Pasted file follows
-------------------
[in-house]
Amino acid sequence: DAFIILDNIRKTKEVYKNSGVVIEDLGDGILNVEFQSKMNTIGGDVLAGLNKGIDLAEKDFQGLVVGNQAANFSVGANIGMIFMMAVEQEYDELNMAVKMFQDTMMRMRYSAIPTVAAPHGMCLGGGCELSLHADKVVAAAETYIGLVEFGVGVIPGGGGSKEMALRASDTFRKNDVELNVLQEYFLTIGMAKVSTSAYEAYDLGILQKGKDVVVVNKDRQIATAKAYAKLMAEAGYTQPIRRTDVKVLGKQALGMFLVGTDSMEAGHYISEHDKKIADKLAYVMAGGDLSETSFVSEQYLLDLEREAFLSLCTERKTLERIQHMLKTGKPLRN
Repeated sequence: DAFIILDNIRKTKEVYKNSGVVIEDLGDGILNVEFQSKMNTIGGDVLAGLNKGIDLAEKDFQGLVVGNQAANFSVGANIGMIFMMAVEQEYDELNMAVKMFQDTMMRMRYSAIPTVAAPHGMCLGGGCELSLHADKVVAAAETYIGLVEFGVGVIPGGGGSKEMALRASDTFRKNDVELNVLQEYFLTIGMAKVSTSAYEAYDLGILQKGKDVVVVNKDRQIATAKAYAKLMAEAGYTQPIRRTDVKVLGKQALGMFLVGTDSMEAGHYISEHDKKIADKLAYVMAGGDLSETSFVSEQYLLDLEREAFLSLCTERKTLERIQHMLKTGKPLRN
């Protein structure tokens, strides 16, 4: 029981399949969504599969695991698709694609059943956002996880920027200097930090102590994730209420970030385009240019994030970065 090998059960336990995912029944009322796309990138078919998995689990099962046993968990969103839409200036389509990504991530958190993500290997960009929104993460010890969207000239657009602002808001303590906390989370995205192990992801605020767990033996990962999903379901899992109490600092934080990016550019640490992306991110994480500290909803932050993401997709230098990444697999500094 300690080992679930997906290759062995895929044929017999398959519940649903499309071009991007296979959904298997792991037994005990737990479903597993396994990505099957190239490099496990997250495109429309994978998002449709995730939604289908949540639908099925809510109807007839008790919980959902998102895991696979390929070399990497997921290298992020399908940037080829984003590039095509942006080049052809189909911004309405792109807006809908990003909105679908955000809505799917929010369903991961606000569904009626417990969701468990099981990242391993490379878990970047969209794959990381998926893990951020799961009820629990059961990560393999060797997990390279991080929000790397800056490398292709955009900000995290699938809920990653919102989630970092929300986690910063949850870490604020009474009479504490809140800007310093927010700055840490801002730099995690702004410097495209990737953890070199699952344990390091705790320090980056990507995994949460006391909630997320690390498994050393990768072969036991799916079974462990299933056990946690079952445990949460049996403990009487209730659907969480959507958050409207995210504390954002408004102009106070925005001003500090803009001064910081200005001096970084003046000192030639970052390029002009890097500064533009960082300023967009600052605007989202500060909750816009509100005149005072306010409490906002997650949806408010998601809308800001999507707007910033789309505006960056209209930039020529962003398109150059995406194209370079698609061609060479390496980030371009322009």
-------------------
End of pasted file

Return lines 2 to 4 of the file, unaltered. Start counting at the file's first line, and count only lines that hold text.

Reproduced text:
Amino acid sequence: DAFIILDNIRKTKEVYKNSGVVIEDLGDGILNVEFQSKMNTIGGDVLAGLNKGIDLAEKDFQGLVVGNQAANFSVGANIGMIFMMAVEQEYDELNMAVKMFQDTMMRMRYSAIPTVAAPHGMCLGGGCELSLHADKVVAAAETYIGLVEFGVGVIPGGGGSKEMALRASDTFRKNDVELNVLQEYFLTIGMAKVSTSAYEAYDLGILQKGKDVVVVNKDRQIATAKAYAKLMAEAGYTQPIRRTDVKVLGKQALGMFLVGTDSMEAGHYISEHDKKIADKLAYVMAGGDLSETSFVSEQYLLDLEREAFLSLCTERKTLERIQHMLKTGKPLRN
Repeated sequence: DAFIILDNIRKTKEVYKNSGVVIEDLGDGILNVEFQSKMNTIGGDVLAGLNKGIDLAEKDFQGLVVGNQAANFSVGANIGMIFMMAVEQEYDELNMAVKMFQDTMMRMRYSAIPTVAAPHGMCLGGGCELSLHADKVVAAAETYIGLVEFGVGVIPGGGGSKEMALRASDTFRKNDVELNVLQEYFLTIGMAKVSTSAYEAYDLGILQKGKDVVVVNKDRQIATAKAYAKLMAEAGYTQPIRRTDVKVLGKQALGMFLVGTDSMEAGHYISEHDKKIADKLAYVMAGGDLSETSFVSEQYLLDLEREAFLSLCTERKTLERIQHMLKTGKPLRN
């Protein structure tokens, strides 16, 4: 029981399949969504599969695991698709694609059943956002996880920027200097930090102590994730209420970030385009240019994030970065 090998059960336990995912029944009322796309990138078919998995689990099962046993968990969103839409200036389509990504991530958190993500290997960009929104993460010890969207000239657009602002808001303590906390989370995205192990992801605020767990033996990962999903379901899992109490600092934080990016550019640490992306991110994480500290909803932050993401997709230098990444697999500094 300690080992679930997906290759062995895929044929017999398959519940649903499309071009991007296979959904298997792991037994005990737990479903597993396994990505099957190239490099496990997250495109429309994978998002449709995730939604289908949540639908099925809510109807007839008790919980959902998102895991696979390929070399990497997921290298992020399908940037080829984003590039095509942006080049052809189909911004309405792109807006809908990003909105679908955000809505799917929010369903991961606000569904009626417990969701468990099981990242391993490379878990970047969209794959990381998926893990951020799961009820629990059961990560393999060797997990390279991080929000790397800056490398292709955009900000995290699938809920990653919102989630970092929300986690910063949850870490604020009474009479504490809140800007310093927010700055840490801002730099995690702004410097495209990737953890070199699952344990390091705790320090980056990507995994949460006391909630997320690390498994050393990768072969036991799916079974462990299933056990946690079952445990949460049996403990009487209730659907969480959507958050409207995210504390954002408004102009106070925005001003500090803009001064910081200005001096970084003046000192030639970052390029002009890097500064533009960082300023967009600052605007989202500060909750816009509100005149005072306010409490906002997650949806408010998601809308800001999507707007910033789309505006960056209209930039020529962003398109150059995406194209370079698609061609060479390496980030371009322009």